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Justin Wilson obituary: 1978-2015

Tuesday, August 25 2015

By MSV Chief Executive Jonathan Palmer:

Three weeks ago I was talking to a delighted Justin Wilson after his second place at Mid-Ohio with Andretti Autosport and now, barely believably, he is gone, due to an accident in which he was an innocent victim, having been hit on the head by debris from someone else's crash on the Pocono oval.

Justin Wilson was a quite remarkable driver.  From the outset I believed in his ability and potential for the very best reason - he had proved it.  I created Formula Palmer Audi in 1998 to provide drivers with modest funding a route towards F1 if they deserved it.  Equal cars, equally operated.  Justin's talent shone through - he became a dominant champion that his adversaries respected and won the unprecedented prize of a fully funded season in F3000.

JW1The simple career summary is that Justin won the FIA European Formula 3000 championship then achieved every driver's dream of racing in F1 with first Minardi and then Jaguar, before moving to the US where he established himself as one of the most highly rated drivers over ten seasons of Champ Car and IndyCar racing.  More career detail follows later, and it's worth reading.

When he was in even a reasonably competitive car, Justin was awesome.  Whether in FPA, F3000, F1 or Champ Cars and IndyCars, he could do great things.  Brilliant race craft and overtaking ability was his forte.  Even now I can remember watching the first lap of a Grand Prix when he was with Minardi and thinking he must have stopped on the first lap out of my sight.  But he hadn't - he'd just carved his way up to P13 or something from the customary Minardi back grid position and I'd missed him come through!

JW2But Justin achieved far more than just being a brilliant race driver.  He was the most outstanding human being.  Never have I known a more popular driver. With everyone - the fans, media, and team personnel.  But also with the hardest challenge of all - rival drivers.  Somehow Justin managed a steely determination in the race car with the most chilled, amiable disposition outside it.  He was hugely popular and he walked tall - in character as much as physically.

As his manager for over ten years, Justin was like a son to me and working closely with his father Keith we forged a great team, as together we created opportunities that Justin always made the best of.  Of course in motor racing there were plenty of stressful circumstances too, as we together tried to scale the perilous mountain of career ascent.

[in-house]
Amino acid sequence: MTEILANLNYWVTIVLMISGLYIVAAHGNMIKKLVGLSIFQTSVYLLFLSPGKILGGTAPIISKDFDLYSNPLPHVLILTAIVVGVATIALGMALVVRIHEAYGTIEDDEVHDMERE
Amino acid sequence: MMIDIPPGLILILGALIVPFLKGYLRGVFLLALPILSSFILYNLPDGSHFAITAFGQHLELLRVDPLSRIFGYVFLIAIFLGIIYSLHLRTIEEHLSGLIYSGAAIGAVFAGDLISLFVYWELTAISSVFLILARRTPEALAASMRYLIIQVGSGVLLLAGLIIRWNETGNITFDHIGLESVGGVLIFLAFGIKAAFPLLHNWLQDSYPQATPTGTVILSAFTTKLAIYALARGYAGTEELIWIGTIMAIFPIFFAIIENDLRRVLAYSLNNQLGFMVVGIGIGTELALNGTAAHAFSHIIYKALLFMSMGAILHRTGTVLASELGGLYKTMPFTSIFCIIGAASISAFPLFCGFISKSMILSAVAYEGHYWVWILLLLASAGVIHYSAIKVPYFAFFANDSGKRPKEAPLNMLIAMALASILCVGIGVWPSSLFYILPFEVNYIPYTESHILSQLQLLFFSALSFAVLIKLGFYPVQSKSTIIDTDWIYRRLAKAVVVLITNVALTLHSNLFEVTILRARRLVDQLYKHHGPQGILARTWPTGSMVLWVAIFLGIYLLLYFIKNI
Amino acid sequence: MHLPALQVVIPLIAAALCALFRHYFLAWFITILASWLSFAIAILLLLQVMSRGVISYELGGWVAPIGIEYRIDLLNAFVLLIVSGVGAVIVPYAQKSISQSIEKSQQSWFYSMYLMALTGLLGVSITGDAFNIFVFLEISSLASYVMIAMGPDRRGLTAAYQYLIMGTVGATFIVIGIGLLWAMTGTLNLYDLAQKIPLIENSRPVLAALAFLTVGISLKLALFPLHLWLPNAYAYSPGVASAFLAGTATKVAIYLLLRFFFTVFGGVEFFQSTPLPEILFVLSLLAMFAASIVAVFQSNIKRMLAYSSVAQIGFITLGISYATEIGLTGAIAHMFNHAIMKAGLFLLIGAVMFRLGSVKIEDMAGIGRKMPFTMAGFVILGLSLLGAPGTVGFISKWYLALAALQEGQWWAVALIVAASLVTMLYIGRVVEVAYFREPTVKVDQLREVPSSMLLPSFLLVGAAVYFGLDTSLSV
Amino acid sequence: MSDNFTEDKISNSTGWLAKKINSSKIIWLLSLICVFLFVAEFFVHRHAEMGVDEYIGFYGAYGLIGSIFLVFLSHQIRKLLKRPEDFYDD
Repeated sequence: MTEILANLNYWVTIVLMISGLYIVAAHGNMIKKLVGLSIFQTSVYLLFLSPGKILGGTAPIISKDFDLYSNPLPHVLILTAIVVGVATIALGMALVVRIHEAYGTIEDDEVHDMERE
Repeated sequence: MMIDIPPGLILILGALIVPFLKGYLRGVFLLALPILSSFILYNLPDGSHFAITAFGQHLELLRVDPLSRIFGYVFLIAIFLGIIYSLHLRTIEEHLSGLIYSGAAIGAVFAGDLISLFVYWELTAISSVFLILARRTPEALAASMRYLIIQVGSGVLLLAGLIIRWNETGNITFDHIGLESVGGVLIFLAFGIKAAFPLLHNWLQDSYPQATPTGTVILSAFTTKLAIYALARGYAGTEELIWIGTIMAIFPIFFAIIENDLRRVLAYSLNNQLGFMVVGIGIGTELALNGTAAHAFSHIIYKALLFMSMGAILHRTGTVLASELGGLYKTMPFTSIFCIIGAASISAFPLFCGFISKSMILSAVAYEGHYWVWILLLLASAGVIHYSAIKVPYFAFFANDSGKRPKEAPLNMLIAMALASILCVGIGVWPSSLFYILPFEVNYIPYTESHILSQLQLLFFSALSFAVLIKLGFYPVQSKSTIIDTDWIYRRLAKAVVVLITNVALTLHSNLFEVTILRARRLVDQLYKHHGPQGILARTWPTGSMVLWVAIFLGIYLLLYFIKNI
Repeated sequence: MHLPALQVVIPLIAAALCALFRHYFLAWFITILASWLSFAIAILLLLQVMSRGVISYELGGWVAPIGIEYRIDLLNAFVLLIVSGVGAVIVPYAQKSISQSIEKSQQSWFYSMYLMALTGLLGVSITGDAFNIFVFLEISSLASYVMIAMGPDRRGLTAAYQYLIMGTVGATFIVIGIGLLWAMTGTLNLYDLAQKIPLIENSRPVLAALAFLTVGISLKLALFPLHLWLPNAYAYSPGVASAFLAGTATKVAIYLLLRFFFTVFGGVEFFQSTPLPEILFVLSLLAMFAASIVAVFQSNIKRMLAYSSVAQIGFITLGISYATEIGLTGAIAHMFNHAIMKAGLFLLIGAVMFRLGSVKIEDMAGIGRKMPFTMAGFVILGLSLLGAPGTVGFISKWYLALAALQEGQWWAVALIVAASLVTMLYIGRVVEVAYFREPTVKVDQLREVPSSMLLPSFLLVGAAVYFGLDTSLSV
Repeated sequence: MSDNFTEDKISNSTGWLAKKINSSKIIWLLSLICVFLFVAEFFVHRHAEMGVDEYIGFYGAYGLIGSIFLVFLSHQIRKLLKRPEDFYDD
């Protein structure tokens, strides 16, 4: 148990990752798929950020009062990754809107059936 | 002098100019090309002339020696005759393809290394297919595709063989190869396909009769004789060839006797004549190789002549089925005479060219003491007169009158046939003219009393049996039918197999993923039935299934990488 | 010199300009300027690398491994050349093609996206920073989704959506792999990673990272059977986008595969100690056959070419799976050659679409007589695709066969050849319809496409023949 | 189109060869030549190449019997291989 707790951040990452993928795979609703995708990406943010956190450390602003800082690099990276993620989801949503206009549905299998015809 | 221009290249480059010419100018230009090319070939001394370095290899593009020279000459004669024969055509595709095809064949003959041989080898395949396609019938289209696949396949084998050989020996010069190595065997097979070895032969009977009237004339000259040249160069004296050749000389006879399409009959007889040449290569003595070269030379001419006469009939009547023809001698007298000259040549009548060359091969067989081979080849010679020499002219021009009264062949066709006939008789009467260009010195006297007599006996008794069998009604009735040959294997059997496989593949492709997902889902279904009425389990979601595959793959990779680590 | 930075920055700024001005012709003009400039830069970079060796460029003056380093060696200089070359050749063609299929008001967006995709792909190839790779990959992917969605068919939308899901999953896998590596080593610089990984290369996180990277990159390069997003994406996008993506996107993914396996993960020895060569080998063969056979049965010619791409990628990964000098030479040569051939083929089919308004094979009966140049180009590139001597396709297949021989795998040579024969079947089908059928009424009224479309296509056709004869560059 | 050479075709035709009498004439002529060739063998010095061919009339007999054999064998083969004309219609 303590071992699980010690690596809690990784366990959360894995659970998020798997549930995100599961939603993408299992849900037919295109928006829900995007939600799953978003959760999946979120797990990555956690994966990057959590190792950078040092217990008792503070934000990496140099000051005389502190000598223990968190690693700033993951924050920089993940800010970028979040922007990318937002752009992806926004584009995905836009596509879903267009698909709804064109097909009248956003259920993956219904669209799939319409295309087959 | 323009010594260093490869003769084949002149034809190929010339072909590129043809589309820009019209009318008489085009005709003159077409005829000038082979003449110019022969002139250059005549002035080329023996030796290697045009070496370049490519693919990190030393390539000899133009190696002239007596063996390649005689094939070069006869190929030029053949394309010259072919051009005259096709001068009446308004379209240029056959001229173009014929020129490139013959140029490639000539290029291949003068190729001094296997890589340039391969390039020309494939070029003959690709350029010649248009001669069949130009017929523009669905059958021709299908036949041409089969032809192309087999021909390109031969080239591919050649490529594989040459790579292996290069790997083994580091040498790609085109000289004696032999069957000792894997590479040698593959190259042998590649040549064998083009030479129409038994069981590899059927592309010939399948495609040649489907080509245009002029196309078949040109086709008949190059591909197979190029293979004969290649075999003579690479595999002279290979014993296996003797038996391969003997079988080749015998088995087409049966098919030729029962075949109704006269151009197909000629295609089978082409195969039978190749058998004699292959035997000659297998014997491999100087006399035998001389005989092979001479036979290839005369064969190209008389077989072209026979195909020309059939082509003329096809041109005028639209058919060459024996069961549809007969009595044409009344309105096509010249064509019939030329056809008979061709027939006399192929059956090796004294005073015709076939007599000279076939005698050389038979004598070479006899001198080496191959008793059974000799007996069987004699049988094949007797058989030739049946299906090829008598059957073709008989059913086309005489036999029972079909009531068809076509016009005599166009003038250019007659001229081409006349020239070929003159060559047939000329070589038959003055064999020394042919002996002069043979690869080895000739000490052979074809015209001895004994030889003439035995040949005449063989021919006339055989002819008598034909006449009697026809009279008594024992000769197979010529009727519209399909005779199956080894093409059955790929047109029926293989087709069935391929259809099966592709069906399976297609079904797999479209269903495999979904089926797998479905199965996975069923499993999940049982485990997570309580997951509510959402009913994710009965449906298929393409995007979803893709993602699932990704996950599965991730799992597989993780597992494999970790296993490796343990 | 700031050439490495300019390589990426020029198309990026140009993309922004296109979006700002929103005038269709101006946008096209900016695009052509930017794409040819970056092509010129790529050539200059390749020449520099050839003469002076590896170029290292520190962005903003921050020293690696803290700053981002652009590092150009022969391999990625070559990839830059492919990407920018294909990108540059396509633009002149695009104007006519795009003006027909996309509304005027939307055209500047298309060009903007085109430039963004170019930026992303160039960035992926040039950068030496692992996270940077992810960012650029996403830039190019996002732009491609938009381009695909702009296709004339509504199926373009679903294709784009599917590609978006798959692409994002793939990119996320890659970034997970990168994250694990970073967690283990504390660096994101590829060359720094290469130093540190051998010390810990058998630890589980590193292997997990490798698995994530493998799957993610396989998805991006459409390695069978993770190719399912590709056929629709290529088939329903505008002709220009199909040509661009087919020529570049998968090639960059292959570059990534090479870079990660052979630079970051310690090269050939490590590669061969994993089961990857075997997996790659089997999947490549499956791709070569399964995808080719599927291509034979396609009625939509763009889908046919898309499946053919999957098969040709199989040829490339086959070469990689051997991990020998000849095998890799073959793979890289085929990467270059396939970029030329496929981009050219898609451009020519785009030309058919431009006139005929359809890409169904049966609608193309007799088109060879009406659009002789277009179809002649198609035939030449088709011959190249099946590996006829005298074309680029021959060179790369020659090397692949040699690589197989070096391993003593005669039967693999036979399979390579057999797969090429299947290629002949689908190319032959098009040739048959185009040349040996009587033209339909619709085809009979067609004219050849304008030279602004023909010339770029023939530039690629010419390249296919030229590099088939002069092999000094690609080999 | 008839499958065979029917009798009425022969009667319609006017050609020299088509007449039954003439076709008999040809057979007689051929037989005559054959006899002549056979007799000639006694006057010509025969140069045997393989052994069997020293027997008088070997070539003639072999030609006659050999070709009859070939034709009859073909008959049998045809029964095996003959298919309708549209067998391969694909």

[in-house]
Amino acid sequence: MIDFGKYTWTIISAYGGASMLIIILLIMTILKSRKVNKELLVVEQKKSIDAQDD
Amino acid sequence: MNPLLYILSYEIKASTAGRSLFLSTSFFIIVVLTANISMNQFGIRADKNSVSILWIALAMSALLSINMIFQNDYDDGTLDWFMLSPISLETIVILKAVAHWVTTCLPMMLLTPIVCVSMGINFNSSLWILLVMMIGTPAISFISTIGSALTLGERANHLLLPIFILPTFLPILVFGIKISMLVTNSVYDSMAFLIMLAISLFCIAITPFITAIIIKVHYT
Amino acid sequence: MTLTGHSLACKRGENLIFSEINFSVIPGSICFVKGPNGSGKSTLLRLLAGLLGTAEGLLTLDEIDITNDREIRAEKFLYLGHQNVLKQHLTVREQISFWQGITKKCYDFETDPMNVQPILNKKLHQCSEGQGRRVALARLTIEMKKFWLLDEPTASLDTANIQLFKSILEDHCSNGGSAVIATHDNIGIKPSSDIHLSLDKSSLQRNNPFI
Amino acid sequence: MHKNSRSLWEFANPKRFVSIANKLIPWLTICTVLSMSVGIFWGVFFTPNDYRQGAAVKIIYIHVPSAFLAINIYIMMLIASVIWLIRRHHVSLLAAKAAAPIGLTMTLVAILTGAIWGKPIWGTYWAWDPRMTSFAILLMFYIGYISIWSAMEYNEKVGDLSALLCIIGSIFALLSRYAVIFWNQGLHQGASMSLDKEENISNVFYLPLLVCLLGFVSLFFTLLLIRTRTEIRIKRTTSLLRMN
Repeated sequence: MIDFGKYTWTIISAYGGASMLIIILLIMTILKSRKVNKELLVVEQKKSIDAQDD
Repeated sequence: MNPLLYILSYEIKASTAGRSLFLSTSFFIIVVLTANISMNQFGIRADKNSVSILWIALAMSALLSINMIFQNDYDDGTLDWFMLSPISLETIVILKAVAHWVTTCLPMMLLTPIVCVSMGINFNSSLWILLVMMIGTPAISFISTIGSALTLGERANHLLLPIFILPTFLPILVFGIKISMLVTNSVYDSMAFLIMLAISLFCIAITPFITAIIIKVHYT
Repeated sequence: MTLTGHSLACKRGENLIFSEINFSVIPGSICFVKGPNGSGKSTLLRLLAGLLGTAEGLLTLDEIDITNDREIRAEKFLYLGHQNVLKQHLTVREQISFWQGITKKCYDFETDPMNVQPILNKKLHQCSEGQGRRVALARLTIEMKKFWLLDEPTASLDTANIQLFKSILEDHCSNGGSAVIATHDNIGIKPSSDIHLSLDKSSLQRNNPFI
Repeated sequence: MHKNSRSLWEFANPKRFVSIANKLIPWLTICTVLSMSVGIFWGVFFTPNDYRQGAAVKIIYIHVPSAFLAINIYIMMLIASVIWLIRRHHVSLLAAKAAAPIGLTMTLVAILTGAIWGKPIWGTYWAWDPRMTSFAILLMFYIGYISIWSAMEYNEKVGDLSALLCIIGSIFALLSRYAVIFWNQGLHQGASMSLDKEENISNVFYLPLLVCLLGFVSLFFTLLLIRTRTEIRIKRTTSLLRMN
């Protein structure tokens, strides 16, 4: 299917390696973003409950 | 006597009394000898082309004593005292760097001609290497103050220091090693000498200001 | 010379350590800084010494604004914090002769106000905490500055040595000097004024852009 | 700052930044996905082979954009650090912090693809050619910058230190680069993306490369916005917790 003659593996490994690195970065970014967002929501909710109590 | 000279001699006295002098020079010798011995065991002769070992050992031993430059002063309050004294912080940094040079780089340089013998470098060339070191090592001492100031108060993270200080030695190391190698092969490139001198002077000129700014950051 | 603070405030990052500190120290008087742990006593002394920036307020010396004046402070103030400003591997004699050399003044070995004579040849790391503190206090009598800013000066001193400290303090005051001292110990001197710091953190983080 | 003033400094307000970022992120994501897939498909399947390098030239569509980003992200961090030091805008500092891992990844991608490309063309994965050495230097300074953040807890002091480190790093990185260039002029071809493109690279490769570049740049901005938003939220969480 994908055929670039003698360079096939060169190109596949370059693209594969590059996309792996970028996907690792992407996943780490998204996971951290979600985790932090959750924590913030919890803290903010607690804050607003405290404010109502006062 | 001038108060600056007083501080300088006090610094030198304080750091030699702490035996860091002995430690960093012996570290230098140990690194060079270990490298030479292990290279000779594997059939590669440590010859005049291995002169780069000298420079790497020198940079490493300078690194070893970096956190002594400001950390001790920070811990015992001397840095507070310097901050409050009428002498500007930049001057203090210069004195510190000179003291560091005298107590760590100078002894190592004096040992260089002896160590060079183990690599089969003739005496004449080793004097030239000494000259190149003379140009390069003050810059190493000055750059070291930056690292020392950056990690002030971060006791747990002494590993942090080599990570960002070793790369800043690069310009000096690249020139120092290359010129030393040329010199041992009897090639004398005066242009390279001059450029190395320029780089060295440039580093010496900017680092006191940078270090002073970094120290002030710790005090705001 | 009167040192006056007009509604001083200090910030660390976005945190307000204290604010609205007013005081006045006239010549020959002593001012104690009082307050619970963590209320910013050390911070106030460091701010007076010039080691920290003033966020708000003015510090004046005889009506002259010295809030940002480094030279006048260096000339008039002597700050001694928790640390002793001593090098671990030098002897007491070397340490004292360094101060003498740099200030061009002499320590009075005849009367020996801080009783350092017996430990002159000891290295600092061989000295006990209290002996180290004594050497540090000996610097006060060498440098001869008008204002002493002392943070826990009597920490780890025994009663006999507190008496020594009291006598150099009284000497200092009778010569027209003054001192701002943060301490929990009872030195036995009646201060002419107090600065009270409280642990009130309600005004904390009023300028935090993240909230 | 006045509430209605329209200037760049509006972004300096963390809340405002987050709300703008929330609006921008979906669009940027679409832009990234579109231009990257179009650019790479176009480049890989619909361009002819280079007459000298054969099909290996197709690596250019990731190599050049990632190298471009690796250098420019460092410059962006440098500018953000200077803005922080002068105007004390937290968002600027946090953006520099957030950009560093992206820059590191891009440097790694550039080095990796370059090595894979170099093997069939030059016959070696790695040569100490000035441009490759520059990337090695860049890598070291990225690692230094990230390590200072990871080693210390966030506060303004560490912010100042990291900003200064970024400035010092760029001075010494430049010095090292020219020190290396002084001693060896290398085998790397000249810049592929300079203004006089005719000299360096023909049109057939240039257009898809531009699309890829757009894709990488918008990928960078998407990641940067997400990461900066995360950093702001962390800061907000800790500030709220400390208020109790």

JW3When Justin Wilson won my first ever Formula Palmer Audi championship in 1998 it was the start of a wonderful journey and relationship with Justin and his family, during which he earned enormous respect as an outstanding racing driver and even more importantly a wonderful and immensely popular guy - a remarkable achievement in the competitive world of motor racing.

Justin won the very first FPA race at Oulton Park and went on to become a deserving champion that none of his fellow drivers resented.  And they could well have done, because the stakes had never been higher - we gave our champion a fully funded drive in F3000, the equivalent of GP2, and I commenced a 14 year period of managing Justin's career.

Despite the big performance gap Justin made the transition superbly, and driving for the Astromega team was one of the most impressive rookies at a time when F3000 was so competitive the enormous field of often 40 cars qualified in two groups for one of the coveted 26 grid places.  And Justin always made it.

JW4His performances inspired the Nordic team, which he joined for 2000, where he progressed well, finishing fifth in the championship with two podiums.  Nordic retained him for 2001 and their confidence in Justin was superbly rewarded: Justin totally dominated F3000 that season to be champion with three wins, six seconds and a third on his way to a record breaking 71 points.

Formula 1 was the goal for 2002 and Justin came close to joining Jordan after a test, but sponsorship issues meant a season in World Series by Nissan whilst we re-grouped for another assault on Formula One.

For 2003 we had a team that wanted Justin - Paul Stoddart of Minardi was a great talent spotter and saw huge potential in Justin, as he did with Mark Webber and Fernando Alonso.  Of course some funding was required and with sponsorship virtually non-existent we had to be innovative to raise the money to launch Justin in F1.

JW5Justin Wilson plc was the first ever public share offering in an F1 driver.  It was an enormous amount of work but in just two months Justin's father Keith and I led the team of accountants and lawyers to launch the prospectus on 7 March, just two weeks before Justin's first Grand Prix in Melbourne.  It needed to raise £1.5m - and we hardly dared think about how we'd fund it if the scheme failed.  But such was the faith in Justin, his popularity and the professionalism of the share offering, that it was a resounding success, with the shares being oversubscribed.